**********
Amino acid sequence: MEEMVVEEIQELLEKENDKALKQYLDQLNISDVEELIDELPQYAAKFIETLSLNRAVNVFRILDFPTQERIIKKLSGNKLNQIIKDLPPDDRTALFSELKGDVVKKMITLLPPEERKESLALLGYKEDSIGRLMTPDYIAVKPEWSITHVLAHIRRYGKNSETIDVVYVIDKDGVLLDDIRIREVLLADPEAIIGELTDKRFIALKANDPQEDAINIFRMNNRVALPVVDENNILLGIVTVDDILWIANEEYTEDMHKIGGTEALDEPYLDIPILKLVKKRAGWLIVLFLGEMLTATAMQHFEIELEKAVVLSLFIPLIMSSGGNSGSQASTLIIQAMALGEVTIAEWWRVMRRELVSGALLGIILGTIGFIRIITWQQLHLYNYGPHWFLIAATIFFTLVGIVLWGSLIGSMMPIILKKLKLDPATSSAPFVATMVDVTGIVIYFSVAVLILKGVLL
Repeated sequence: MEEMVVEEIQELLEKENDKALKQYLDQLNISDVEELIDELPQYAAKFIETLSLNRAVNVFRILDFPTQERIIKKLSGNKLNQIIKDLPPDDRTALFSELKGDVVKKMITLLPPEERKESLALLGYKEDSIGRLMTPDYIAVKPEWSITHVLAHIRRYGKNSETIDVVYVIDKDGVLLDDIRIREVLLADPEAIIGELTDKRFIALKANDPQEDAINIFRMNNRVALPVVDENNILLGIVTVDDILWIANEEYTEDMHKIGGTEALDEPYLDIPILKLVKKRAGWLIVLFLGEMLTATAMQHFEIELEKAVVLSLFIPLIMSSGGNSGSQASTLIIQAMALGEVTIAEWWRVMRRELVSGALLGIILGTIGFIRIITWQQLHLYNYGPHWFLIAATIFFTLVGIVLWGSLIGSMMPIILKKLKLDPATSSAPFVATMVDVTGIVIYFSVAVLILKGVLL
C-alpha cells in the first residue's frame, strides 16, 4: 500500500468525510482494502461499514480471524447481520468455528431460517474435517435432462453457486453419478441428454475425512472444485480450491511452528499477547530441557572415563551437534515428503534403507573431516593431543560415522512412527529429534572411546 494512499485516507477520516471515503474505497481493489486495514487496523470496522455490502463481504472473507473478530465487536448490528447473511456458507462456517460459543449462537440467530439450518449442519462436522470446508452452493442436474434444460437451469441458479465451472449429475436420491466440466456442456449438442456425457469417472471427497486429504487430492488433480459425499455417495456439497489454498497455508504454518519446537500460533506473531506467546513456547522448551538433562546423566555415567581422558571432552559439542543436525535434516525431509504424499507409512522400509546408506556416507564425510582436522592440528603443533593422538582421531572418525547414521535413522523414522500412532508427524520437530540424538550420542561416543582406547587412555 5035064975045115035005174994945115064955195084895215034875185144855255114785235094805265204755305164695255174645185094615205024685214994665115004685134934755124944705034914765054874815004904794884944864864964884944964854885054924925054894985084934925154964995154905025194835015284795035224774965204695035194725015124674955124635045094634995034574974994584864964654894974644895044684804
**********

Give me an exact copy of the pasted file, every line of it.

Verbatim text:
Amino acid sequence: MEEMVVEEIQELLEKENDKALKQYLDQLNISDVEELIDELPQYAAKFIETLSLNRAVNVFRILDFPTQERIIKKLSGNKLNQIIKDLPPDDRTALFSELKGDVVKKMITLLPPEERKESLALLGYKEDSIGRLMTPDYIAVKPEWSITHVLAHIRRYGKNSETIDVVYVIDKDGVLLDDIRIREVLLADPEAIIGELTDKRFIALKANDPQEDAINIFRMNNRVALPVVDENNILLGIVTVDDILWIANEEYTEDMHKIGGTEALDEPYLDIPILKLVKKRAGWLIVLFLGEMLTATAMQHFEIELEKAVVLSLFIPLIMSSGGNSGSQASTLIIQAMALGEVTIAEWWRVMRRELVSGALLGIILGTIGFIRIITWQQLHLYNYGPHWFLIAATIFFTLVGIVLWGSLIGSMMPIILKKLKLDPATSSAPFVATMVDVTGIVIYFSVAVLILKGVLL
Repeated sequence: MEEMVVEEIQELLEKENDKALKQYLDQLNISDVEELIDELPQYAAKFIETLSLNRAVNVFRILDFPTQERIIKKLSGNKLNQIIKDLPPDDRTALFSELKGDVVKKMITLLPPEERKESLALLGYKEDSIGRLMTPDYIAVKPEWSITHVLAHIRRYGKNSETIDVVYVIDKDGVLLDDIRIREVLLADPEAIIGELTDKRFIALKANDPQEDAINIFRMNNRVALPVVDENNILLGIVTVDDILWIANEEYTEDMHKIGGTEALDEPYLDIPILKLVKKRAGWLIVLFLGEMLTATAMQHFEIELEKAVVLSLFIPLIMSSGGNSGSQASTLIIQAMALGEVTIAEWWRVMRRELVSGALLGIILGTIGFIRIITWQQLHLYNYGPHWFLIAATIFFTLVGIVLWGSLIGSMMPIILKKLKLDPATSSAPFVATMVDVTGIVIYFSVAVLILKGVLL
C-alpha cells in the first residue's frame, strides 16, 4: 500500500468525510482494502461499514480471524447481520468455528431460517474435517435432462453457486453419478441428454475425512472444485480450491511452528499477547530441557572415563551437534515428503534403507573431516593431543560415522512412527529429534572411546 494512499485516507477520516471515503474505497481493489486495514487496523470496522455490502463481504472473507473478530465487536448490528447473511456458507462456517460459543449462537440467530439450518449442519462436522470446508452452493442436474434444460437451469441458479465451472449429475436420491466440466456442456449438442456425457469417472471427497486429504487430492488433480459425499455417495456439497489454498497455508504454518519446537500460533506473531506467546513456547522448551538433562546423566555415567581422558571432552559439542543436525535434516525431509504424499507409512522400509546408506556416507564425510582436522592440528603443533593422538582421531572418525547414521535413522523414522500412532508427524520437530540424538550420542561416543582406547587412555 5035064975045115035005174994945115064955195084895215034875185144855255114785235094805265204755305164695255174645185094615205024685214994665115004685134934755124944705034914765054874815004904794884944864864964884944964854885054924925054894985084934925154964995154905025194835015284795035224774965204695035194725015124674955124635045094634995034574974994584864964654894974644895044684804